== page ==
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Countries to finalise Paris climate rules by 2018

21 Nov 2016 11:28 GMT
Countries to finalise Paris climate rules by 2018

London, 21 November (Argus) — Countries have agreed to finalise the rules that will underpin the UN Paris climate agreement's implementation by 2018.

The deadline is the same year that parties will hold a facilitative dialogue to assess their collective progress towards achieving a balance between greenhouse gas (GHG) sources and sinks in the second half of this century.

The dialogue is intended to help countries finalise their nationally determined contributions (NDCs) for 2020, with a view to scaling up ambition, to bridge the gap between present pledges and the mitigation required to remain in line with the Paris deal's goals.

The US, Germany, Canada and Mexico last week at the 22nd Conference of the Parties in Marrakesh, Morocco, presented decarbonisation strategies with concrete GHG abatement targets for 2050.

The US and Canada will reduce their emissions by 80pc from 2005 levels, while Germany aims to cut its by 80-95pc compared with a 1990 baseline. Mexico has pledged to halve its emissions relative to 2000.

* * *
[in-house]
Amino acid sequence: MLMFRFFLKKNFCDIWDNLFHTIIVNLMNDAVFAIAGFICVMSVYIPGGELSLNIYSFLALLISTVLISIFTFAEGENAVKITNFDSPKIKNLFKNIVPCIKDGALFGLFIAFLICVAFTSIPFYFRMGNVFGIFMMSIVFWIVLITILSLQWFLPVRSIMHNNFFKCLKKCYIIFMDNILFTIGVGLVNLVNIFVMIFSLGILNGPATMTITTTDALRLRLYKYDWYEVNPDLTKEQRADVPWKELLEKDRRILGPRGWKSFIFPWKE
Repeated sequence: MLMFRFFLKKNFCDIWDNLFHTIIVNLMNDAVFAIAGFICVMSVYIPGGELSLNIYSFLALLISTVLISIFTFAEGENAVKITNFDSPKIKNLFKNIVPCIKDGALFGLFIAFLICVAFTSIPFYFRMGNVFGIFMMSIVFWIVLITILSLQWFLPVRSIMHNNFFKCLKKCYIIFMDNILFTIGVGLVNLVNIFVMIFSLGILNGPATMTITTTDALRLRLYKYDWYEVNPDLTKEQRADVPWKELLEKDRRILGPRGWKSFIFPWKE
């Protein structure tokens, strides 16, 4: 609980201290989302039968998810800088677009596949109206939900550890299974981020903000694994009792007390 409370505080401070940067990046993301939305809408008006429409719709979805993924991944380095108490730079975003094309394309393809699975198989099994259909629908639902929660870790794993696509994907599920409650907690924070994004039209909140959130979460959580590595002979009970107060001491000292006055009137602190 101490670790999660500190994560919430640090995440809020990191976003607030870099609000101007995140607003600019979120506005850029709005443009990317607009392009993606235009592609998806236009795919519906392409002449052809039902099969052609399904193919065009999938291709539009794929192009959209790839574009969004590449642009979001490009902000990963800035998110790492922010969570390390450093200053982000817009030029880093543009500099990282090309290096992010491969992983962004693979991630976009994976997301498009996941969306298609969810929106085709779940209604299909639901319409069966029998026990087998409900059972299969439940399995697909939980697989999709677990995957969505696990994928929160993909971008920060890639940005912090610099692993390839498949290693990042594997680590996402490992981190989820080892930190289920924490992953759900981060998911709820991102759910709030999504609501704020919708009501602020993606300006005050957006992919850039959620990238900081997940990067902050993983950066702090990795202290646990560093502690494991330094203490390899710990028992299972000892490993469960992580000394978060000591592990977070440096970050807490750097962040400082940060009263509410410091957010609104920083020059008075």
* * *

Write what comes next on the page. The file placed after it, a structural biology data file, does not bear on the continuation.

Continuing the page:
India and China have undertaken to develop similar strategies, and a further 25 countries have indicated their intention to do the same.

The Marrakesh Partnership for Global Climate Action has been launched to help governments and non-state organisations align their policies.

China and the EU will fulfil their NDCs, regardless of US policy, the two countries said following Republican Donald Trump's 8 November presidential election victory. Trump said on the campaign trail that he would "cancel" the deal.

But the structure of the Paris agreement means that it can withstand policy shifts by individual governments, the UN Framework Convention on Climate Change said. Australia, Botswana, Japan, Pakistan and Italy have ratified the deal since Trump's election.

Representatives from 47 of the world's poorest countries late last week committed to cover their energy demand with renewables by 2050.